New Zealand’s Best Beaches Are Too Stunning for Words
Whether you’re in search of a secluded gem or a well-known Instagram hotspot, we’ve compiled the best beaches for Kiwis and visitors alike. Here are 11 must-visit beaches across New Zealand.
Koekohe Beach, Otago Coast
The Moeraki Boulders appear to have been plopped on the South Island’s coast, but they’re actually rock formations that have been gradually exposed to Koekohe Beach through erosion. Formed around 60 million years ago, the circular stones are this beach’s hallmark, their presence a welcome interruption on Koekohe’s stretch of sand. In between sunbathing sessions, inspect the boulders’ funky surface patterns — the clumps of sediment form mesmerizing displays.
Rarawa Beach, Far North
Try to picture the whitest sand you’ve ever seen, then kick that up a notch. That’s what stepping onto Rarawa Beach in New Zealand’s Far North region looks like—so wearing sunglasses to combat the reflection off of its white silica sand comes highly recommended. When you’re not admiring the bright, soft stuff underfoot, cool off with a dip in the ocean or opt for swimming in the lagoon that forms at high tide. The country’s department of conservation offers camping on the beach, too.
Awaroa Beach, Abel Tasman National Park
Awaroa Beach is nothing if not beloved. It’s so well-liked that in 2016, almost 40,000 Kiwis banded together to buy the beach from a private entity for more than $2 million. When the sale went through, the beach was donated to New Zealand’s Department of Conservation and became part of Abel Tasman National Park. To glimpse its (public) shores and aqua-blue waters, plan to take a boat tour from Kaiteriteri or Totaranui, or hike about 4.4 miles from either Onetahuti or Totaranui.
Karekare Beach, Auckland
Surf’s up at Karekare beach, just 50 minutes outside of Auckland. Sizable waves and super-soft black sand make it a favorite among athletes and sunbathers alike. The spot, which is part of the Waitakere Ranges Regional Park, is beloved by filmmakers, too, and has been featured in works like “The Piano” and “Xena: Warrior Princess,” Those in need of some shade after a day in the sand should head inland to Kitekite Falls — a short hike through a coastal forest leads to the dramatic drop and swimming hole.
Ninety Mile Beach, Northland
This seemingly never-ending stretch of sand is also situated on the Far North’s western shores. The beach starts at Ahipara and ends at Scott Point along the country’s Aupouri Peninsula — which doesn’t actually measure 90 miles. Instead, the storied sandy strip is 54 miles. It’s thought the spot was named by horseback riders who took three days to complete their journeys. They estimated their steeds traveled at 30 miles per day, but didn’t account for the horses’ slower pace on sand. These days, travelers flock here for two main reasons: to see jaw-dropping sunsets, and to seek out left-hand surf breaks.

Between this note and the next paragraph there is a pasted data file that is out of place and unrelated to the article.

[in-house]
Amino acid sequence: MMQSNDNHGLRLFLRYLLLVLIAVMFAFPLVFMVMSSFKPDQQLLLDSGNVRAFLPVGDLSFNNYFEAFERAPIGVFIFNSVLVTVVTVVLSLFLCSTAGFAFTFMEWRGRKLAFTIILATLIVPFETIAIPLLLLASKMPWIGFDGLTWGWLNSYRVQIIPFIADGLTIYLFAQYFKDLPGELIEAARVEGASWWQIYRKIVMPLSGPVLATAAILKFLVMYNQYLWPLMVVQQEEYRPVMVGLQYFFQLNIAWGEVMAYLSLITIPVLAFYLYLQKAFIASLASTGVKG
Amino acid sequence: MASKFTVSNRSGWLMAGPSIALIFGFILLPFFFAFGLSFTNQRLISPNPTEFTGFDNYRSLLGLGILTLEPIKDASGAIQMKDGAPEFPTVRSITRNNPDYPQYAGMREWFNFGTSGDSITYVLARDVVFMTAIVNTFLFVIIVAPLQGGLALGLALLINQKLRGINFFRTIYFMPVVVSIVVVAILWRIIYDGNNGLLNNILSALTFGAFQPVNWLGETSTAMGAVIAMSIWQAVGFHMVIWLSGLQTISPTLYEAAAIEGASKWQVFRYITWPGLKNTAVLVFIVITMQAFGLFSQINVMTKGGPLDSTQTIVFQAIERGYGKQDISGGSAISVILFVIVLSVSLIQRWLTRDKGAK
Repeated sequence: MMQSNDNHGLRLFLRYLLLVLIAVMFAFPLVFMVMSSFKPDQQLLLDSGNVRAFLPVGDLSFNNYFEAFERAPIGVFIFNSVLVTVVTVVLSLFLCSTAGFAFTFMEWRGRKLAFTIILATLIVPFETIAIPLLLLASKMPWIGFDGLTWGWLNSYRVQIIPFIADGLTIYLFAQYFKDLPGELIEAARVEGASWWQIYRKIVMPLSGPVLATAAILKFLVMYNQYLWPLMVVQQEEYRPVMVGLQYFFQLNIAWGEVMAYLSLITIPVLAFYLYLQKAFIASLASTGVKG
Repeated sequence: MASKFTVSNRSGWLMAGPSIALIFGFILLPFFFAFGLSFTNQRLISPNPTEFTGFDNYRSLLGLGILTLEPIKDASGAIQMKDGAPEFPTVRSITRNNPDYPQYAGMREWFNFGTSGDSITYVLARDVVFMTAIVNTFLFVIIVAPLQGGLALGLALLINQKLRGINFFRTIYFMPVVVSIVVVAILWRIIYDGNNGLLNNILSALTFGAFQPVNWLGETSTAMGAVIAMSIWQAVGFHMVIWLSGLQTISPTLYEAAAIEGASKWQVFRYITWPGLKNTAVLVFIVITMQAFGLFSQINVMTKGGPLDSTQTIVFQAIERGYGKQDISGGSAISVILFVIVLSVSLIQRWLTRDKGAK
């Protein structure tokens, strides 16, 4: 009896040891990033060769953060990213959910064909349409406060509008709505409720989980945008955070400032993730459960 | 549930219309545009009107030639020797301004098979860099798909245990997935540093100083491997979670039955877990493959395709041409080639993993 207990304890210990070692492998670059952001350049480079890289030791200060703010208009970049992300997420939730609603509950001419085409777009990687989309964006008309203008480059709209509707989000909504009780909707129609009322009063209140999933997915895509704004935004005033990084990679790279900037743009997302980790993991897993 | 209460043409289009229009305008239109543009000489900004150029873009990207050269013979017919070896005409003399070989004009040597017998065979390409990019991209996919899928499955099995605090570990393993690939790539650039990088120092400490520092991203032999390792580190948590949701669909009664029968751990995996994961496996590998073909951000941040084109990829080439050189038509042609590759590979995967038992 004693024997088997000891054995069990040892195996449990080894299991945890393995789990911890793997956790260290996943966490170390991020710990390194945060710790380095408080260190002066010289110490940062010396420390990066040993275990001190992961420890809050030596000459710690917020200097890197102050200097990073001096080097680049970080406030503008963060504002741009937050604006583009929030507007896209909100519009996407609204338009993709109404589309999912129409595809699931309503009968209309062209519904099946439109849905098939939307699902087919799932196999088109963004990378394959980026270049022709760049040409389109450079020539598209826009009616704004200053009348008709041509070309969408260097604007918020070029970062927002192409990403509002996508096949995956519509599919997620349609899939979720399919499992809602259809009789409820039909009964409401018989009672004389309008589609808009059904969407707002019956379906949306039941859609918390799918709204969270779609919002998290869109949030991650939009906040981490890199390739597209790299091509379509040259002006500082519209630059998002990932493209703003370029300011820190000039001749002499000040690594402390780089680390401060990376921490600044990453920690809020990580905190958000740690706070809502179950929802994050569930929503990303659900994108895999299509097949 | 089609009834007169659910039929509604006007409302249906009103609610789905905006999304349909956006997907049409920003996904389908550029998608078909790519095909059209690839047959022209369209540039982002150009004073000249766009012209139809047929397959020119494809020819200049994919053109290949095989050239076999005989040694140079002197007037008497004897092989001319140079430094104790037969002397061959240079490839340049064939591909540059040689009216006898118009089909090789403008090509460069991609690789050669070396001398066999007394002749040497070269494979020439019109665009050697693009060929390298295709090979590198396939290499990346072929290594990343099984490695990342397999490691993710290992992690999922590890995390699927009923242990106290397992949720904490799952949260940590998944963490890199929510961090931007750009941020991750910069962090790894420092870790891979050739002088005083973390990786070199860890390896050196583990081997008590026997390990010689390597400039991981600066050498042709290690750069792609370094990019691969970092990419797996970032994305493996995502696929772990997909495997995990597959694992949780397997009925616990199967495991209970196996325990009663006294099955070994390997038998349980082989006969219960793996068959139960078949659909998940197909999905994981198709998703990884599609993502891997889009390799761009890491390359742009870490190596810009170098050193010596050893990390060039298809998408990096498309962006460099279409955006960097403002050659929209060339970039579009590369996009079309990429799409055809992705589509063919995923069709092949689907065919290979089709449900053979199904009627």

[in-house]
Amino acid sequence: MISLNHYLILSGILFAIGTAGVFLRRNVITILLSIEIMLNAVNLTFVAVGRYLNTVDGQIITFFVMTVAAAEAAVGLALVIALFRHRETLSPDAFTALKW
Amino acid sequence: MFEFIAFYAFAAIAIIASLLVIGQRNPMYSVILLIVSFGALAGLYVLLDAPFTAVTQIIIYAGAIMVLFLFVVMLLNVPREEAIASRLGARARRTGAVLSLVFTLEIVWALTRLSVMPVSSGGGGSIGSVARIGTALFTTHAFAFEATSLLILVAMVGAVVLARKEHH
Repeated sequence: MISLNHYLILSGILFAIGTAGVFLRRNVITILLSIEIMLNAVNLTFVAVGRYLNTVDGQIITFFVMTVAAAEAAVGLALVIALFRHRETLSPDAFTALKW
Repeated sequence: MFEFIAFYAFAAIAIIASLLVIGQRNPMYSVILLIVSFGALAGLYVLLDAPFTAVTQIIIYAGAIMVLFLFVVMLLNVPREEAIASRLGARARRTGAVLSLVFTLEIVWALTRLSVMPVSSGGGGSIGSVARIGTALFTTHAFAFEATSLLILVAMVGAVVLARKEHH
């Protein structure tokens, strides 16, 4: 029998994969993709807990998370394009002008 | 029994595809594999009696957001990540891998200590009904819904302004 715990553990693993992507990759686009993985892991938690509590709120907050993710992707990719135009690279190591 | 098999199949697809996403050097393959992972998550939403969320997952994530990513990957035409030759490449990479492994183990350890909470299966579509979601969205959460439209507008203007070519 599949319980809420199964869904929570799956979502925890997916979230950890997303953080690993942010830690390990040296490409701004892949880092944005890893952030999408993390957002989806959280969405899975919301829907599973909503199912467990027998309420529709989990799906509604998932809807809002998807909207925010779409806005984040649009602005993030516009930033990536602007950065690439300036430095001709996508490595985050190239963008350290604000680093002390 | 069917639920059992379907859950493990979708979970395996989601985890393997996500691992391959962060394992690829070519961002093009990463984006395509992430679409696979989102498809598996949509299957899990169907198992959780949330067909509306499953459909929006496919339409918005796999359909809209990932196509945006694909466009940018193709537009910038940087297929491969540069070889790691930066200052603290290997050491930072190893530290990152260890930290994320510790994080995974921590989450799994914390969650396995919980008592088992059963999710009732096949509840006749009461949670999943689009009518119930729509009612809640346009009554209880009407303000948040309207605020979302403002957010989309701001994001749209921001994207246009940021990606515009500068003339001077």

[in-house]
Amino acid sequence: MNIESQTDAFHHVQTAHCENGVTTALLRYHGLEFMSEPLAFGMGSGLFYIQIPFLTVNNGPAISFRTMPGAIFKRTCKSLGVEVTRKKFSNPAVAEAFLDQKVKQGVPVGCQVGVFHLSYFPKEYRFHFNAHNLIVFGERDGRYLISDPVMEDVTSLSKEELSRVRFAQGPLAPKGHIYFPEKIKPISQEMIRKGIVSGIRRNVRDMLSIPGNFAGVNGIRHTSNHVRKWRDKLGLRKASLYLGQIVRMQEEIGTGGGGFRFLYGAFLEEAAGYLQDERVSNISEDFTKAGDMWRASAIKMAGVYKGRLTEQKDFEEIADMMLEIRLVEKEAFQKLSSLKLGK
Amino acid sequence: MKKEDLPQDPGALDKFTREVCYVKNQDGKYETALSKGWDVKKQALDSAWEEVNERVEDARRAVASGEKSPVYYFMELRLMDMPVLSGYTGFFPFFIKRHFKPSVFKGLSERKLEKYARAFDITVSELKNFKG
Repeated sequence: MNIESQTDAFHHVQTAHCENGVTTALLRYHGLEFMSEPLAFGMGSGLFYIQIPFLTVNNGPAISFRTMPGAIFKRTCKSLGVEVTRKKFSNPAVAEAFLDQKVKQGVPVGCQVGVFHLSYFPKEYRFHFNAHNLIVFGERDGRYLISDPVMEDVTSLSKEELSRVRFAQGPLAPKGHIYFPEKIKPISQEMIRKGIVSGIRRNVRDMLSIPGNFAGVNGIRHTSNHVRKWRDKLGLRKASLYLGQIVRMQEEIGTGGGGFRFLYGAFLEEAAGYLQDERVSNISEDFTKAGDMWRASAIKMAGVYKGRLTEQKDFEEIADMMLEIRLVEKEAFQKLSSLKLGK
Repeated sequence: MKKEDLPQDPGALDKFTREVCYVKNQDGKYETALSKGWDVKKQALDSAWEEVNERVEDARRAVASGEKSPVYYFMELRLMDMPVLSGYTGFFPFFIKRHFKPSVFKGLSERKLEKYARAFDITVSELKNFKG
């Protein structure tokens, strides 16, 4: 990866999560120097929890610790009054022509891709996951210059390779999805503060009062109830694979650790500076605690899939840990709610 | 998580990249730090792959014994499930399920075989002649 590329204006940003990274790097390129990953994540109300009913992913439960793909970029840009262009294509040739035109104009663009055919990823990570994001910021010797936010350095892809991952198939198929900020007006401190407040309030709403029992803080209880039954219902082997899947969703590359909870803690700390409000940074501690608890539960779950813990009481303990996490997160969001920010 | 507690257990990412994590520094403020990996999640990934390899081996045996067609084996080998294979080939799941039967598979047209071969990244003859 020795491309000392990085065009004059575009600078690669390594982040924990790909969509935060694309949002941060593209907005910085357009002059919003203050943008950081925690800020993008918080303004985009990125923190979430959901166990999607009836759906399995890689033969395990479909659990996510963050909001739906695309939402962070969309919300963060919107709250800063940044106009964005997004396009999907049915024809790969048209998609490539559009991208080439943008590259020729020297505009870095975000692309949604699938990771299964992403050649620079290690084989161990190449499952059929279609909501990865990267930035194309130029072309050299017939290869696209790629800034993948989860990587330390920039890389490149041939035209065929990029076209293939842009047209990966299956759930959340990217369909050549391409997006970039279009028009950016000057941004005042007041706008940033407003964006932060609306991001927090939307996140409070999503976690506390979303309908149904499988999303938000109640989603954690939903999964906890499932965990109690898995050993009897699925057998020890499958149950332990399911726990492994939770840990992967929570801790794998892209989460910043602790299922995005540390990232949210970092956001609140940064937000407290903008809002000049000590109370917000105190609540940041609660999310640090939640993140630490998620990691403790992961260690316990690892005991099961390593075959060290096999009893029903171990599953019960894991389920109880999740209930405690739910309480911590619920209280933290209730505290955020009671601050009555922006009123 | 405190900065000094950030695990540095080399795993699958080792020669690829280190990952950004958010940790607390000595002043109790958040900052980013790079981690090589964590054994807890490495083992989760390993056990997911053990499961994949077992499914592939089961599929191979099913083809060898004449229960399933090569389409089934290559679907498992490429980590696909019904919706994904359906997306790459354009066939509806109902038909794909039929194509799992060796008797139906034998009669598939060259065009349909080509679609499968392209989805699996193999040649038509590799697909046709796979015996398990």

Cathedral Cove, the Coromandel
The entirety of the Coromandel is incredibly scenic, but Cathedral Cove is surely the spot’s crown jewel. Though it’s only a 10-minute jaunt from Hot Water Beach, the cove feels worlds away. That’s partly because it’s only accessible on foot or by boat. Pick up the trail at the northern end of Hahei Beach, wind through sandy paths for about 45 minutes, then watch panoramic views of the cathedral-like arched rock unfold in front of you. The cherry on top? It’s only a two and a half-hour drive from Auckland.
Gillespies Beach, West Coast
This beach is known for three things: sunsets, seals, and snow-capped peaks. The West Coast hangout was once the site of a gold-mining settlement — there’s even a miner’s cemetery there — but now is more popular with those seeking out golden sunset views. To the east is a jaw-dropping view of snowy Mount Cook, which lies in the distance beyond the sand. Hike up to nearby Galway Beach to spot a seal colony, where the animals sprawl out to relax beside the Tasman Sea.
Wharariki Beach, Nelson
At the tippity top of the North Island — west of Cape Farewell — lies Wharariki Beach, known for its larger-than-life rock formations, caves, sand dunes, and powerful gusts of wind. You’ll likely recognize its Archway Islands, a trio of huge (and photogenic) rocks shaped like arches. To see the place in all its glory, head down at low tide, when plenty of sand is exposed for you to make tracks in. Just make sure you wear comfortable footwear, as the beach is only accessible via a 20-minute walking track from the end of Wharariki Road.
Mount Maunganui Main Beach, Tauranga
Mount Maunganui Main Beach in a word? Breathtaking. Blue waters, green hills, and sandy stretches make for colorful contrasts. The place also quite popular, which means the busy atmosphere is consistently fun and lively. Cafes, restaurants, gift shops, and ice cream parlors line the street across from the beach, so a scoop of something sweet is never far away.
Hot Water Beach, the Coromandel
Like its name suggests, Hot Water Beach does indeed boast hot water. Within the four-hour window of low tide, beachgoers can luxuriate in the warm waters of an exposed thermal pool, either by digging one or hopping in an already-formed hole. The hot springs can rise to up to 174 degrees Fahrenheit, but when enjoyed safely, can make for a budget-friendly spa day. To balance the hot with the cold, there’s also the option to swim in the waters of Mercury Bay — just beware the surf’s rip currents.
Maitai Bay, Northland
This portion of the Karikari peninsula has been compared to the beaches of Fiji, and for good reason. Its crystal-clear waters and shining white sand are nothing short of tropical. Not to mention it’s rimmed by sweet-smelling pohutukawa trees. There’s plenty to do, too, including camping, diving, snorkelling, swimming, birdwatching, and hiking.